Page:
Insurance has a key role in facilitating projects and their funding; the comprehensive insurance and reinsurance programmes put in place form a vital part of the lenders’ security. However, the complexities of the contractual arrangements and the multi-faceted relationships involved can cause problems, as illustrated by the recent Technology and Construction Court decision in Haberdashers’ Aske Federation Trust v Lakehouse Contracts.
The project in question consisted of extension works to a school operated by the Claimant, Haberdashers. Haberdashers engaged Lakehouse to undertake the works and Lakehouse sub-contracted roofing works to Cambridge Polymer Roofing (“Cambridge”). Project insurance was provided by Zurich, QBE and CNA (“Project Insurers”), covering “subcontractors of any tier”. In addition, it was an express term of the roofing sub-contract that Cambridge obtain its own insurance, which it did. Following fire damage, Haberdashers sought damages from Lakehouse and Cambridge. Lakehouse settled the proceedings against it by paying Haberdashers £8.75 million (funded by the Project Insurers) and the Project Insurers, by way of subrogation, sought to recover £5 million from Cambridge (the limit of the insurance procured by Cambridge pursuant to the sub-contract).
The issue for the court was whether Cambridge was a co-insured under the project insurance notwithstanding the express requirement under the sub-contract that it procure its own insurance.
Project Insurers relied on the 1992 Court of Appeal decision in Stone Vickers v Appledore Ferguson Shipbuilders. In that case it was held that a sub-contractor under a ship-building contract did not have the benefit of a policy under which the insurers agreed to include “Sub-Contractors as additional co-assured for their respective rights and interests”. Lord Justice Parker stated that “…for the purposes of ascertaining intention one may look not only at the policy documents but also at the contract between the assured and the alleged co-assured.” Project Insurers accepted that the project insurance was to provide cover to all who worked on the site, which obviously included the main contractor – Lakehouse – and any sub-contractors. If, at the time the insurance was taken out, Lakehouse had already agreed contractual terms with a particular sub-contractor, that sub-contractor would be covered from the time of inception of the policy, because it would be an existing and named members of a definable class, namely a sub-contractor of Lakehouse. If a sub-contractor were subsequently to be appointed by Lakehouse, when the policy was already in place, this sub-contractor would also be covered by the insurance, by means of an implied term in the sub-contract between it and Lakehouse. The exception, the Project Insurers argued, was where – as here – an express term had been agreed between the contractor and the sub-contractor that the latter would procure its own insurance.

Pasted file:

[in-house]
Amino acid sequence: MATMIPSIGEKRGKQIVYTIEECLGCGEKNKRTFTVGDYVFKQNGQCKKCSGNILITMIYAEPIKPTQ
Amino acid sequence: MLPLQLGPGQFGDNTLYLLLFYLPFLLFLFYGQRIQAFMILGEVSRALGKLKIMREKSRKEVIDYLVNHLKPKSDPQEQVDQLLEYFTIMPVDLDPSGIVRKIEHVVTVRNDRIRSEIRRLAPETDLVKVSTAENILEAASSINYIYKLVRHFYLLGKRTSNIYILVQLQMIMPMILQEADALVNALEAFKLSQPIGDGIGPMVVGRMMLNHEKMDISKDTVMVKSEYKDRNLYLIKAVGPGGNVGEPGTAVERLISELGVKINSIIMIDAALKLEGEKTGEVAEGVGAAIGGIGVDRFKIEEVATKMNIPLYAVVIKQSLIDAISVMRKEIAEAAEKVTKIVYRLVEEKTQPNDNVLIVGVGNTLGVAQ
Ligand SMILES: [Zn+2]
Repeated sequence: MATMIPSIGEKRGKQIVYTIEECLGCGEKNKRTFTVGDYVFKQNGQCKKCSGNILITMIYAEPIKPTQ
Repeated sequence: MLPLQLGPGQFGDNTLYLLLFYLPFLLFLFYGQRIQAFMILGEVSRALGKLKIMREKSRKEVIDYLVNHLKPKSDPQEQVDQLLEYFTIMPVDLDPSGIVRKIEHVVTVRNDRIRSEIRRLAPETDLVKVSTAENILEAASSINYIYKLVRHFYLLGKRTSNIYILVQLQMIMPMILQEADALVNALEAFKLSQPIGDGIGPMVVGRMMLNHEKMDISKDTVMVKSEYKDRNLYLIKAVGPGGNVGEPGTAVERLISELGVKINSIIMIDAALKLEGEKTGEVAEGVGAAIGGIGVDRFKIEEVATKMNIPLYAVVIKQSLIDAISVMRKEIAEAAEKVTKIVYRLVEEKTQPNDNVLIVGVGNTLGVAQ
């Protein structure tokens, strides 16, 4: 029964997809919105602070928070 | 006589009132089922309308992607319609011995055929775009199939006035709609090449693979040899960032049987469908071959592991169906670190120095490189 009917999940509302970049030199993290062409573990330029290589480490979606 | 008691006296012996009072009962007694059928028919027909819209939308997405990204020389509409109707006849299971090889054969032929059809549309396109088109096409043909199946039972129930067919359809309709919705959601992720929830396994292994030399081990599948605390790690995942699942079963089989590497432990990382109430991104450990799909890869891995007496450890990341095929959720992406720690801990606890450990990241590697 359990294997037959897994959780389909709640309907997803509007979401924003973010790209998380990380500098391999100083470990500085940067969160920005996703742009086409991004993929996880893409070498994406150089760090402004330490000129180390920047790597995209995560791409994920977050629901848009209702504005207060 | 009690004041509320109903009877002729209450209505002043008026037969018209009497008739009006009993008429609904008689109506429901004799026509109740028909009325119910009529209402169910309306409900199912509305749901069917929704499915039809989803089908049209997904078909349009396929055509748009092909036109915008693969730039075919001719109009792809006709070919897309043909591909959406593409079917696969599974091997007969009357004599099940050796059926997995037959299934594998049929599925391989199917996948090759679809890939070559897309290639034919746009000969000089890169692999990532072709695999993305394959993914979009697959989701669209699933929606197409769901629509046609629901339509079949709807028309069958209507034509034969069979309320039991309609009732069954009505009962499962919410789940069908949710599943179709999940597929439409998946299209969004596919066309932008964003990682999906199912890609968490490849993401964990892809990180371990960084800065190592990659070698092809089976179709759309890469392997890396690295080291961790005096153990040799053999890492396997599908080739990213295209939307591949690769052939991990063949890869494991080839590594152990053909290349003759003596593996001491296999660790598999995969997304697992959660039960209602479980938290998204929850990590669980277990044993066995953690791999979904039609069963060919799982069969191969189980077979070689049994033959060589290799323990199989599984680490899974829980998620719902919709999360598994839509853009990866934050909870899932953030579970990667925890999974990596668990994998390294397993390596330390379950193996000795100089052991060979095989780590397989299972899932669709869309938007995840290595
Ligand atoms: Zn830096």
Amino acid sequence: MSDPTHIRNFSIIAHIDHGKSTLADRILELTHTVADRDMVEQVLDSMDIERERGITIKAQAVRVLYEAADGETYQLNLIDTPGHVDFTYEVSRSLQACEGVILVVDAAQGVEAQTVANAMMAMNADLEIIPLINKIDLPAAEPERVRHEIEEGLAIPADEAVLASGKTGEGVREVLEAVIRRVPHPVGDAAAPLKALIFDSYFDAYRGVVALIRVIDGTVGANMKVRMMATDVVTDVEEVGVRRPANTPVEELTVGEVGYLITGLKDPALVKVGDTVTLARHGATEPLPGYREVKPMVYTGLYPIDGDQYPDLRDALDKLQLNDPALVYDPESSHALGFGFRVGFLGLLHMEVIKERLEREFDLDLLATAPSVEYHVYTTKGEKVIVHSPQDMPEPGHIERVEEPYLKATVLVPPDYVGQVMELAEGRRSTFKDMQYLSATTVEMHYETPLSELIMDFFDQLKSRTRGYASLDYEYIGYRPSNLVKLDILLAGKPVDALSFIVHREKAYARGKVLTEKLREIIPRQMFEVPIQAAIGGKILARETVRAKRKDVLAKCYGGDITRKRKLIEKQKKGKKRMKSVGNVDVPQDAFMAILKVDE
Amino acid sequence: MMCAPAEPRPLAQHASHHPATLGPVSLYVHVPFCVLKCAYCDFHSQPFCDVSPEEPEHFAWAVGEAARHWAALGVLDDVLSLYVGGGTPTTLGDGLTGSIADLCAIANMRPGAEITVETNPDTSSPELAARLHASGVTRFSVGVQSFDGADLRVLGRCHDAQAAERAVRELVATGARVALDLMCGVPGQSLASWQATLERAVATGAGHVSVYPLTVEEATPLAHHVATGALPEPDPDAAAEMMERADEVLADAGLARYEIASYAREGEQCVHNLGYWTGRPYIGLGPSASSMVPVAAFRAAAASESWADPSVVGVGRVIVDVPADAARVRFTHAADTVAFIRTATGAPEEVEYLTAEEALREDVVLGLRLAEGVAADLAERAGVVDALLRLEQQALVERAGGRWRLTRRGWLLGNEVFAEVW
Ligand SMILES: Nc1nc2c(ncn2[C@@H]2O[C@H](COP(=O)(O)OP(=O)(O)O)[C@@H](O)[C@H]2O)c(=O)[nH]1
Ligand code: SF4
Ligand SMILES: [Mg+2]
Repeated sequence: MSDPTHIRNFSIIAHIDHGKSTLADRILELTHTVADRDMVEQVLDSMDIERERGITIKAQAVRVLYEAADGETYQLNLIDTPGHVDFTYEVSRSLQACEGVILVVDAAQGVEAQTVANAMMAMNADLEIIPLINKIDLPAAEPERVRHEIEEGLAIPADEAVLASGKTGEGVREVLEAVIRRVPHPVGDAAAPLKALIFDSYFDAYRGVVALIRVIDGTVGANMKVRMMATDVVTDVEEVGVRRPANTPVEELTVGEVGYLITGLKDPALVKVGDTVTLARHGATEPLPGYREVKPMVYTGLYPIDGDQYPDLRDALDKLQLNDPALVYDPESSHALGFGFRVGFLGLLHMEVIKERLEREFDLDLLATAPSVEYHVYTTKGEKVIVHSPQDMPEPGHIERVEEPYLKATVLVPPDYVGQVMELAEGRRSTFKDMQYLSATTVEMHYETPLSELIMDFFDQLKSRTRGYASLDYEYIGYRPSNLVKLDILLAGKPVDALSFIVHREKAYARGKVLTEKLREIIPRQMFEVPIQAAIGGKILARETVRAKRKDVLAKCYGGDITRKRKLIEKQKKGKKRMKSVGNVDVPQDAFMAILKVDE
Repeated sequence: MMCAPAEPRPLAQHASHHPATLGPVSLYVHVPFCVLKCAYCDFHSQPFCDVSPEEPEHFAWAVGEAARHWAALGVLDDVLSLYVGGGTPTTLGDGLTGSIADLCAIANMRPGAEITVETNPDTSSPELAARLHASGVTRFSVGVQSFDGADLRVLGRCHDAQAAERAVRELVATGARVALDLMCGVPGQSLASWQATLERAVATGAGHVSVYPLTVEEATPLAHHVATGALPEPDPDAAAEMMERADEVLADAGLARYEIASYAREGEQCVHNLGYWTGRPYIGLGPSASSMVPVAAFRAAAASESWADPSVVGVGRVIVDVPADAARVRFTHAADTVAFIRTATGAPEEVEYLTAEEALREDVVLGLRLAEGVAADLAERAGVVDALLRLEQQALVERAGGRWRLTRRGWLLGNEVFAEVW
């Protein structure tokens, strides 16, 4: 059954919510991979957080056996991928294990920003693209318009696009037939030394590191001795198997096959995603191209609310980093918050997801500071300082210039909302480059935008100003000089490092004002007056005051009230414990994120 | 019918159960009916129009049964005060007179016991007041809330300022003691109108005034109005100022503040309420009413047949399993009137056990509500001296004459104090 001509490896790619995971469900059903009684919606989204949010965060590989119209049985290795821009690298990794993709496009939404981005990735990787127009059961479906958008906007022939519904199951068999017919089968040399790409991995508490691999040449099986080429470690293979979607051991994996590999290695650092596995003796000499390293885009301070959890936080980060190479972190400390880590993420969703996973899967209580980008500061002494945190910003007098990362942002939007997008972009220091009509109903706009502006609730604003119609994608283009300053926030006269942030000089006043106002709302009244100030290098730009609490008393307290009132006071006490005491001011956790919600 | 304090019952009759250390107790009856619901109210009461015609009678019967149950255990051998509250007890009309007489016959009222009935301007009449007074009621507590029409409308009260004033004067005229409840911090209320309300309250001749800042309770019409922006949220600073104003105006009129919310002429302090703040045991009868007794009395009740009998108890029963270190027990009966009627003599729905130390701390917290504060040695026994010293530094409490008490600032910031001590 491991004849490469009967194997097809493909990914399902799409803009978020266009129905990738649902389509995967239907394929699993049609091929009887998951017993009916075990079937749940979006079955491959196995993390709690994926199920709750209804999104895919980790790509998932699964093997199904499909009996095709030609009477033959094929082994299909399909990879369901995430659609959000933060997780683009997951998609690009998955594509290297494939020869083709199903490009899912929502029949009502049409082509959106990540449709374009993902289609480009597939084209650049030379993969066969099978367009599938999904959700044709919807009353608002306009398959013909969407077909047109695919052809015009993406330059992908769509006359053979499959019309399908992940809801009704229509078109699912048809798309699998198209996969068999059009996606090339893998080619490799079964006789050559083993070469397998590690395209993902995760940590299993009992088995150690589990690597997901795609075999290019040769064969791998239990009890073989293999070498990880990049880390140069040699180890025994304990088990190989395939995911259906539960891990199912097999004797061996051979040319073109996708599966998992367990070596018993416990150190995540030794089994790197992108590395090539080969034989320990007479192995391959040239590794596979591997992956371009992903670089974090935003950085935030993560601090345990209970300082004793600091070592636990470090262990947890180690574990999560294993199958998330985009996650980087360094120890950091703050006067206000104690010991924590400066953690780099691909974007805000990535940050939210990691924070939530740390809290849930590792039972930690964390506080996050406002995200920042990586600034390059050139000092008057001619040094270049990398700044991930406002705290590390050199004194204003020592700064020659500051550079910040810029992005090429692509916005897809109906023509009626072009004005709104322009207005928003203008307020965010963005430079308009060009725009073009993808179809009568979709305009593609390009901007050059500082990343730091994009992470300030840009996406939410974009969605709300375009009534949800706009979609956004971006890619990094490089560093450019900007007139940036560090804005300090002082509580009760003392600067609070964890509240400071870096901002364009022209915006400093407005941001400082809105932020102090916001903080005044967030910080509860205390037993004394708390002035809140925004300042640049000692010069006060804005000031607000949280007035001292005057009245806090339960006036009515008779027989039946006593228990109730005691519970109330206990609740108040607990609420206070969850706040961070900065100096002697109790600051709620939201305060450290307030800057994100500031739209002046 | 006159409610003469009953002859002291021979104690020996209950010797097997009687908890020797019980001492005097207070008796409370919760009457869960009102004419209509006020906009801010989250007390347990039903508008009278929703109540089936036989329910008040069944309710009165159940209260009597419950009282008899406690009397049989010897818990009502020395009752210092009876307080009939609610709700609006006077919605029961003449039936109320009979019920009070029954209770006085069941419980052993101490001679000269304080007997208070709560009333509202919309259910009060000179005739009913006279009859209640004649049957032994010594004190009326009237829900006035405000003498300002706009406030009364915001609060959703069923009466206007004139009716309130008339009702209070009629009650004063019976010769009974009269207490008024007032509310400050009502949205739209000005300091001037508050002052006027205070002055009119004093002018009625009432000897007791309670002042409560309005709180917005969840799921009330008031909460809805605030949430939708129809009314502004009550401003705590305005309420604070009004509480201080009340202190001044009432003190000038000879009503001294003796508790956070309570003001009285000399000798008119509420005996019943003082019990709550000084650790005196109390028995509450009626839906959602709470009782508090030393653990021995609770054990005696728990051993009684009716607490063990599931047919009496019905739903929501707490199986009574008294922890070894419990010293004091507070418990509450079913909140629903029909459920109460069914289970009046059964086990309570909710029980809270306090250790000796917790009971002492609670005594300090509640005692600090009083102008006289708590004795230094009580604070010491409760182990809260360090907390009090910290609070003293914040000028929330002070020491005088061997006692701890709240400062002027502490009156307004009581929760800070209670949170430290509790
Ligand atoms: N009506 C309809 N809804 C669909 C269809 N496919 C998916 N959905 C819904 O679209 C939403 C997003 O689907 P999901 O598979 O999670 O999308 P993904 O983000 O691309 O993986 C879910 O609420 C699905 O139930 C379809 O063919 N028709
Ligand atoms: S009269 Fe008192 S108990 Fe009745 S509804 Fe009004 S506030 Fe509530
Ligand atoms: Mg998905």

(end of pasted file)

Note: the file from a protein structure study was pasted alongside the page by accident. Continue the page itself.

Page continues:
Cambridge sought to argue that the decision in Stone Vickers was distinguishable from the circumstances of this case. They also submitted that the context in which the issues had to be determined was that it was the intention of the parties, if not, the intention of the whole scheme of project insurance generally, that cover be provided to the whole spectrum of contract, sub-contractor and sub-sub-contractors who would be working on the site.
Mr Justice Fraser held that the approach in Stone Vickers was correct and that it applied to the situation at hand. The terms agreed by Lakehouse and Cambridge were, he held, of central relevance. The presence of the express term in the sub-contract requiring Cambridge to procure its own insurance prevented Cambridge from being covered by the project insurance because this prevented the implication of the term necessary to make Cambridge an insured.
This case appears to be the first judicial consideration of the circumstances in which sub-contractors in the construction industry become parties to project insurance policies. The judgment makes it clear that the question of whether the cover taken out in respect of a particular project extends to cover a particular sub-contractor, will depend on the terms of that sub-contract. It is also one of the first cases following the Supreme Court decision in The Ocean Victory (see: https://inceinsurance.com/2017/06/01/ocean-victory-serious-consequences-for-hull-insurers/) to consider issues of co-insurance and waiver of subrogation. Along with that judgment, this decision provides a further reminder of the need for the parties in co-insurance arrangements to be clear as to the extent of their respective benefits and obligations and to ensure that the relevant insurance policies and underlying contracts are consistent.